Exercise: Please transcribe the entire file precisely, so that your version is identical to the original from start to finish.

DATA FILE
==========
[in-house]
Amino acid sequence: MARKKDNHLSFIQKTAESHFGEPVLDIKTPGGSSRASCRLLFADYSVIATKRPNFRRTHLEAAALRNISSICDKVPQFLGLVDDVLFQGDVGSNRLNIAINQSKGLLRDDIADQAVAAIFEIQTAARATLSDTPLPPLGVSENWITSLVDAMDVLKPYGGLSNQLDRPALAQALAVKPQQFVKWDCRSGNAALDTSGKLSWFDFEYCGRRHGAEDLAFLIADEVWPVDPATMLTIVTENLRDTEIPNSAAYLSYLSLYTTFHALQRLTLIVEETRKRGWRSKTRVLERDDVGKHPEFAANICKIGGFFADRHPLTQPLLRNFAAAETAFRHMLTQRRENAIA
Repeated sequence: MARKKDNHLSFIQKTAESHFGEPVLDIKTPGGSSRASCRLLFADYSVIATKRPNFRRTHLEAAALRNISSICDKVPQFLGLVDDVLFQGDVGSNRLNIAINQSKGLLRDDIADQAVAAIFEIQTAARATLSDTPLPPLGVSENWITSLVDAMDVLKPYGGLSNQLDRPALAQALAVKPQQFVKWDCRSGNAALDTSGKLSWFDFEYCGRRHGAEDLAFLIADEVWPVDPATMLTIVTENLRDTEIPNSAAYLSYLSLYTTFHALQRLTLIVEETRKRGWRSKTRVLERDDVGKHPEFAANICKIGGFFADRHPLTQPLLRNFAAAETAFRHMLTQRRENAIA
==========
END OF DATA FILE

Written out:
[in-house]
Amino acid sequence: MARKKDNHLSFIQKTAESHFGEPVLDIKTPGGSSRASCRLLFADYSVIATKRPNFRRTHLEAAALRNISSICDKVPQFLGLVDDVLFQGDVGSNRLNIAINQSKGLLRDDIADQAVAAIFEIQTAARATLSDTPLPPLGVSENWITSLVDAMDVLKPYGGLSNQLDRPALAQALAVKPQQFVKWDCRSGNAALDTSGKLSWFDFEYCGRRHGAEDLAFLIADEVWPVDPATMLTIVTENLRDTEIPNSAAYLSYLSLYTTFHALQRLTLIVEETRKRGWRSKTRVLERDDVGKHPEFAANICKIGGFFADRHPLTQPLLRNFAAAETAFRHMLTQRRENAIA
Repeated sequence: MARKKDNHLSFIQKTAESHFGEPVLDIKTPGGSSRASCRLLFADYSVIATKRPNFRRTHLEAAALRNISSICDKVPQFLGLVDDVLFQGDVGSNRLNIAINQSKGLLRDDIADQAVAAIFEIQTAARATLSDTPLPPLGVSENWITSLVDAMDVLKPYGGLSNQLDRPALAQALAVKPQQFVKWDCRSGNAALDTSGKLSWFDFEYCGRRHGAEDLAFLIADEVWPVDPATMLTIVTENLRDTEIPNSAAYLSYLSLYTTFHALQRLTLIVEETRKRGWRSKTRVLERDDVGKHPEFAANICKIGGFFADRHPLTQPLLRNFAAAETAFRHMLTQRRENAIA